For almost every week of the 2017 season, we took an immediate look after each game and tried to gauge where each player had set themselves up that week going forward. If a player did well or poorly we would note as such, but we also looked at the opportunities that were presented either through their play or the play of others, and if we felt there would be an increase or decrease in playing time, opportunities, or just their future in general.
With the season now over, we’re going to look back on the 2017 season and give an overall stock report, judging how their season performance helped or hurt their stock going into the 2018 offseason. Since this is a final review and projection, we’re going to switch the format a bit, but by now you have the general idea.
Offensive Players Stock Up
Joe Dahl, OG - Dahl came into 2017 with high expectations and, well, looked pretty terrible. He was on IR for most of the year before returning late in the season when the injuries just kept getting piled on. He played not only serviceably, but very well and is likely the leading candidate to start at the left guard slot with Graham Glasgow presumably moving to center.
Taylor Decker, OT - Decker missed much of the year with injury, but after shaking off the rust, the left tackle is back to looking like a position the Lions won’t need to address in 2018.
Eric Ebron, TE - A trade candidate to start the year and even possible post-season cut with his erratic and poor play, Ebron bounced back in a huge way to be one of the most productive tight ends in the second half of the season. His final year contract is a bit tough to stomach for fans, but he played his way to either a short or long-term extension that will lower that number for 2018.
Eric Ebron gets a TD. Great speed at the position is always dangerous. pic.twitter.com/wpRNTPheSM— Ian Wharton (@NFLFilmStudy) December 24, 2017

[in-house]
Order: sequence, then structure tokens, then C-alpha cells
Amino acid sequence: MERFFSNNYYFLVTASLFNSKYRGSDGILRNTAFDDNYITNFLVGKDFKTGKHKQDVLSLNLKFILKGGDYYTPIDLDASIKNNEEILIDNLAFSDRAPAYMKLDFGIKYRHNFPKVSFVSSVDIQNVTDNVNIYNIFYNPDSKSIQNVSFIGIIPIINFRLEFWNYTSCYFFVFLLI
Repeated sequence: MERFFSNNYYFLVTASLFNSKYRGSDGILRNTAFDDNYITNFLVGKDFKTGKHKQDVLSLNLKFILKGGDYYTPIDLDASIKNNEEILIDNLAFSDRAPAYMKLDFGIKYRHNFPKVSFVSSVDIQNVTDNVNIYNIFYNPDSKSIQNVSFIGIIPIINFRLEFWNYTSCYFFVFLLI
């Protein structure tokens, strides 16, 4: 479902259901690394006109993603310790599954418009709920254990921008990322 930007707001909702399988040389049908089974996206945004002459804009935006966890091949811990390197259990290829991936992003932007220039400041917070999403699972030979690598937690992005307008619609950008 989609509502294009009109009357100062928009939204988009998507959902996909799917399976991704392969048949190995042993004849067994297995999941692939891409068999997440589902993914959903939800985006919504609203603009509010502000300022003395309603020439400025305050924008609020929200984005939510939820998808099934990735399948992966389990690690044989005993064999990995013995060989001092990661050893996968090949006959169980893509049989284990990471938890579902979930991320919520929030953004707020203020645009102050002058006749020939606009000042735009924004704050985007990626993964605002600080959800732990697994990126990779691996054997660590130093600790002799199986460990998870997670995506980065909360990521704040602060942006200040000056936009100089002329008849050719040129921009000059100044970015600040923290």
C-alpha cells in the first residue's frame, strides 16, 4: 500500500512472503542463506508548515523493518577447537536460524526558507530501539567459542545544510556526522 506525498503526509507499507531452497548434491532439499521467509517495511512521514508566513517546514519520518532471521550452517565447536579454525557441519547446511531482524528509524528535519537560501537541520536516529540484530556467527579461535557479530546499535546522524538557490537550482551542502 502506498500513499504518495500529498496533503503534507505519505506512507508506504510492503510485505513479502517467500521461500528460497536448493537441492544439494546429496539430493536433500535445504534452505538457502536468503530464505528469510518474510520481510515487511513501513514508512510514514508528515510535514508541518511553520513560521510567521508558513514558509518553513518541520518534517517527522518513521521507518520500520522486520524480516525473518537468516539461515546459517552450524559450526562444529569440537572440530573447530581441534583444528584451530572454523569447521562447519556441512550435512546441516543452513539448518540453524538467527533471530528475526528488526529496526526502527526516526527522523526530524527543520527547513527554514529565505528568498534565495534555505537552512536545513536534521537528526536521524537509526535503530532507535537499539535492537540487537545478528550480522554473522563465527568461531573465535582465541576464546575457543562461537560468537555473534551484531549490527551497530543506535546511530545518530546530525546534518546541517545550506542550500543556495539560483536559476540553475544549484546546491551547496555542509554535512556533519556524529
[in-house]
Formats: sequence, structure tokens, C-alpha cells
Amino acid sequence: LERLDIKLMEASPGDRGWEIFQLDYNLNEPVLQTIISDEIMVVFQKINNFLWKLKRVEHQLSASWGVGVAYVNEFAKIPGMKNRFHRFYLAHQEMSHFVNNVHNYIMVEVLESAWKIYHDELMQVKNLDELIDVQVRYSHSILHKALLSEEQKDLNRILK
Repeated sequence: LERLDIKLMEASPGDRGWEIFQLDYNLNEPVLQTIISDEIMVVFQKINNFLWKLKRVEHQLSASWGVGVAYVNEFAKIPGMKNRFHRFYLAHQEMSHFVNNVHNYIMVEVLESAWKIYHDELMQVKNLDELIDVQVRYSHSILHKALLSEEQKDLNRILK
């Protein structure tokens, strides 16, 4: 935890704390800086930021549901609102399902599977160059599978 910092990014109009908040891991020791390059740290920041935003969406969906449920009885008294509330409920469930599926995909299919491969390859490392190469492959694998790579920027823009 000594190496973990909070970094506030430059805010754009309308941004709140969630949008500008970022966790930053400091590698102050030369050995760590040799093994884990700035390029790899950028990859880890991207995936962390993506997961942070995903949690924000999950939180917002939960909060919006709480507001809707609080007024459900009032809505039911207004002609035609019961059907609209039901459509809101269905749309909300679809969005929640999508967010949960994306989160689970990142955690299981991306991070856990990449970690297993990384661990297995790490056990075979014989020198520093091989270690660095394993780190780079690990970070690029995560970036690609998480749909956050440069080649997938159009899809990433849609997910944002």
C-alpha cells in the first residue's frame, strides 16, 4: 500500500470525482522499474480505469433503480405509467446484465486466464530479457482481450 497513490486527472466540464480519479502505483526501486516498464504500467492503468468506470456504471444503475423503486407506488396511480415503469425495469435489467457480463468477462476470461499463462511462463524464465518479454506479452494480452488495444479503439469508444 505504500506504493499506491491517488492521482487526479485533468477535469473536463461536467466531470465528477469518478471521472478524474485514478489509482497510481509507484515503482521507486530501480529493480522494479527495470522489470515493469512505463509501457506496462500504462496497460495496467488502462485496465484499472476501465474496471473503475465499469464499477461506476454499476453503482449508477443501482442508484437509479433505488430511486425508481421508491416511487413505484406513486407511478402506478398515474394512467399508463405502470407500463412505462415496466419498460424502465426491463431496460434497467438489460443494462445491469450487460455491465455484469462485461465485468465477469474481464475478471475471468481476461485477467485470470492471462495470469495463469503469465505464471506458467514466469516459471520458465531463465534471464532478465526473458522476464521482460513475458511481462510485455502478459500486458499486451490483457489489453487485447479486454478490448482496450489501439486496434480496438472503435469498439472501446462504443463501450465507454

Graham Glasgow, OG - No player saw his stock reach such a low and such a high in 2017 than early season starting left guard and end season starting center Graham Glasgow. 2018 looks very bright for Glasgow, who at one point we couldn’t wait for to be replaced.
Kenny Golladay, WR - The Detroit Lions posted two 1,000 yard receivers in 2017 while Kenny Golladay was one of the most efficient rookie receivers in the NFL. I’m not sure as to what percentage of plays we’ll see with Golladay catching the football in 2018, but it’s going to be difficult to justify keeping him off the field despite the Lions’ wealth of talent at the position.
Tion Green, RB - Though his hype has been inflated somewhat from fans’ very low expectations at the position, Green had a good season for a UDFA entering with no expectation to ever see the field. He’ll get looks in camp in 2018.
Tion Green's first carry: 33 yards pic.twitter.com/B1o0LcTAf4— Detroit Videos (@DetroitVideos) December 3, 2017
Marvin Jones, WR - Jones hit the 1,000-yard mark for the first time in his career after nearly hitting that mark the previous season. He’s a reliable target for Matthew Stafford and trusted to take the top off defenses even if he’s covered.
Brian Mihalik, OT - Mihalik came in for relief duty while Taylor Decker was injured and did admirably in a reserve role. The uber athletic Boston College product will warrant some looks at least as a reserve in 2018.